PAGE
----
CP: Key trends include decarbonisation, decentralisation, and digitalisation. One example regarding the latter sees Alpiq work on fully digitising the hydro value chain with the goal of further reducing O&M costs through e-monitoring and predictive maintenance; as well as increasing the revenue through further optimisation of the plant’s usage.

Can you please talk me through some of the main projects you have undertaken in recent times in the field of hydropower to this end?

CP: We recently completed a 480MW pumped storage plant – Forces Motrices Hongrin-Léman – in 2016; a €300 million project delivered on time and in budget. In order to further reduce costs without increasing the risks we achieved ISO 55001 (asset management) certification – the first utility in Europe to do so – and we introduced a performance-based maintenance philosophy step-by-step. On this basis the O&M costs could be substantially reduced, while ensuring the security of people and goods.

Looking forward, in 2018 there is one major project in our pipeline: the completion of our biggest project, a 900MW pumped storage project, Nant de Drance, which will be one of the largest in the Alps. The commissioning phase will start in 2019.

Significantly, from your vantage point, what do you feel are the primary challenges facing Europe from an energy and power perspective at present?

CP: In spite of the energy transition, the coal price still determines the wholesale prices for electricity. The costs of Swiss hydropower must compete with the variable costs of the fully written-off coal-fired power plants in Germany, because these are price-determining in Europe. In addition, every European country safeguards “its method” of generating electricity using appropriate interventions; in the meantime, hundreds of protectionist measures are in force within the European Union. In short, the genuinely “liberalised” market does not exist, neither in Europe nor in Switzerland.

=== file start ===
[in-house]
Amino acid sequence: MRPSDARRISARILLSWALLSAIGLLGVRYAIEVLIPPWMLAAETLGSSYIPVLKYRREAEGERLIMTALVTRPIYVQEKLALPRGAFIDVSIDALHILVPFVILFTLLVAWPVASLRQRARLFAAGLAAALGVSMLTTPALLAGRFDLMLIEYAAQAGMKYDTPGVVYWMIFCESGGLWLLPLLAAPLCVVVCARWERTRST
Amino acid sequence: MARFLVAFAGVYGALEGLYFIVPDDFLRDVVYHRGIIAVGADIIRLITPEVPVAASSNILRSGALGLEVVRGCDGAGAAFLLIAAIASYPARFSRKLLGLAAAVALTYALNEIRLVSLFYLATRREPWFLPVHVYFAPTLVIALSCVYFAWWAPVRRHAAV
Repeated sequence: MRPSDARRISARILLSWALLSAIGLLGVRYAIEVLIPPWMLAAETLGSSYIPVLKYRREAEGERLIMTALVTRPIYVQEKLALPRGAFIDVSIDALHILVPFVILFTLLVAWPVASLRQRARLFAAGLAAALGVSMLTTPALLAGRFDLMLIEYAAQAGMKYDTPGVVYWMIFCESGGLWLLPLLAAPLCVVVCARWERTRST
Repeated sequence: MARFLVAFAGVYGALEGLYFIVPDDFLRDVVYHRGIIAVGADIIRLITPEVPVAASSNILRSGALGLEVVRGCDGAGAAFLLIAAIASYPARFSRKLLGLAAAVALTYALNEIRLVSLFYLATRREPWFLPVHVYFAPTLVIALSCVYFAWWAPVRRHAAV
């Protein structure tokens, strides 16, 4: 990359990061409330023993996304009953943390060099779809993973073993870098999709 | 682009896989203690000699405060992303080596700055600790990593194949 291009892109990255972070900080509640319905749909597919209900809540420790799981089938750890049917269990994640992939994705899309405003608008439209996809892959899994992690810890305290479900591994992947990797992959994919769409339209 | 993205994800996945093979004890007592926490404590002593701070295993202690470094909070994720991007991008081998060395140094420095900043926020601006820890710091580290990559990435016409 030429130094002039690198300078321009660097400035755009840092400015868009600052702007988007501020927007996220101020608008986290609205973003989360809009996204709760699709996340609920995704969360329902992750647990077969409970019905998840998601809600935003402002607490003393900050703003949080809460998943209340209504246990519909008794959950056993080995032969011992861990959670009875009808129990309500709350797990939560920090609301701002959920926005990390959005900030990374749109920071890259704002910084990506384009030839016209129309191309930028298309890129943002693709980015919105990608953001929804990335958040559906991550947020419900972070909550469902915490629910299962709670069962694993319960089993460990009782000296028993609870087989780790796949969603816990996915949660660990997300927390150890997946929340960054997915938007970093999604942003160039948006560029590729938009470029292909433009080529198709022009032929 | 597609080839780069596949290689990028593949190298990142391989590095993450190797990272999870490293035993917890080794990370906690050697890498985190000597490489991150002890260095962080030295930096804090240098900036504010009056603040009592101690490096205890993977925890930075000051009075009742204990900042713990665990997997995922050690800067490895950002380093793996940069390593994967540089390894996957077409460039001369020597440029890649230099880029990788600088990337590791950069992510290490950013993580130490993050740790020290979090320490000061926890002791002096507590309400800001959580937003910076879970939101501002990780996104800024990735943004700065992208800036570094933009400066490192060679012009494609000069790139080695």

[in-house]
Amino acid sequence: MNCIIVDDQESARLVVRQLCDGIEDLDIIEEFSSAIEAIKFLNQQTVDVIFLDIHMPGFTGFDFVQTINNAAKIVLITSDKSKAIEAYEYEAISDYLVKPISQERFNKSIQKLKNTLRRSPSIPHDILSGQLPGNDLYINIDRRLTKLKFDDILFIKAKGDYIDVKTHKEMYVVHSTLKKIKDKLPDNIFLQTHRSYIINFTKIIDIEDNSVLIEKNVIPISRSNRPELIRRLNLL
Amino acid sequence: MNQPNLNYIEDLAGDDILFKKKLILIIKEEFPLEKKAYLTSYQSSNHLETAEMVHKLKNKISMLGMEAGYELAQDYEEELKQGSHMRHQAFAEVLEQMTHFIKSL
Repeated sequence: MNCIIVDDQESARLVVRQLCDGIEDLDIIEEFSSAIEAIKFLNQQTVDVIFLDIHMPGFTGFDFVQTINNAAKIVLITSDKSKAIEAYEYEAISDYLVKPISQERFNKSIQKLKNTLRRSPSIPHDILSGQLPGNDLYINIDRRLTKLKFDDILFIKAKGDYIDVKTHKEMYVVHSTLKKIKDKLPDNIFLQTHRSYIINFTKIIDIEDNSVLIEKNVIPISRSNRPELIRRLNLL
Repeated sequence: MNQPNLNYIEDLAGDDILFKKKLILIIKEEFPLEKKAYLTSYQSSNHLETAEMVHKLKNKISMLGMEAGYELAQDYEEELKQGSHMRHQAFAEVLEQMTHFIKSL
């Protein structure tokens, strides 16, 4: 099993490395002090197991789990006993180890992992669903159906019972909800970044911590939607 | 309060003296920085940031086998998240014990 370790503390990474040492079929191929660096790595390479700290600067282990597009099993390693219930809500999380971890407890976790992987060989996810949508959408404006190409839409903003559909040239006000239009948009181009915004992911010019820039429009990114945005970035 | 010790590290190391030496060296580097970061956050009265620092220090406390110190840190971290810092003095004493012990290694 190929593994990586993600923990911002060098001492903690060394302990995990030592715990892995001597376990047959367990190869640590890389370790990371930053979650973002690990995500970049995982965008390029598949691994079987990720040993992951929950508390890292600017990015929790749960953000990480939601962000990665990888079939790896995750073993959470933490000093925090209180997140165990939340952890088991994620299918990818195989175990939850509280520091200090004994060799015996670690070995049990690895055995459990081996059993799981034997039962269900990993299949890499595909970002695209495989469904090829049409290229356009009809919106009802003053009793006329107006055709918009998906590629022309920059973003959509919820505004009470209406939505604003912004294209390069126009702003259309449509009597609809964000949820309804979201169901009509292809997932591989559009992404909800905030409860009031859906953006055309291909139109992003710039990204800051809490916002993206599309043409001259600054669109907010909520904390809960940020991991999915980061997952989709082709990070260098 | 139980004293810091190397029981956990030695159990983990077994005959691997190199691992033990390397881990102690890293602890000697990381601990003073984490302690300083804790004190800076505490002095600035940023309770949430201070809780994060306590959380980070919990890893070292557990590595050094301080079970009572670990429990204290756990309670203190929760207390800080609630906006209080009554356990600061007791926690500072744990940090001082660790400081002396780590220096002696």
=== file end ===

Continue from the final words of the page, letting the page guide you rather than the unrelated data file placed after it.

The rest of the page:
Ultimately, what do you believe the core strengths of hydropower to be and what role do you feel it could and should play as an energy source in Europe’s future energy supply strategy?

CP: Hydropower is a flexible and renewable energy source, free of CO2. The flexibility of hydropower plants, in particular pumped storage power stations, is a strong asset for Europe’s security of supply and grid stability.

Pumped storage power stations represent an indispensable complement to the new renewable energies. It is essentially an energy reservoir that can be fed into the grid at any time and offers an immediate and effective solution for the mitigation of energy shortages and the storage of surplus electricity. In the face of the continued growth of fluctuating electricity generation from wind and solar plants, such solutions are indispensable in order to maintain the stability of the Swiss and European grids.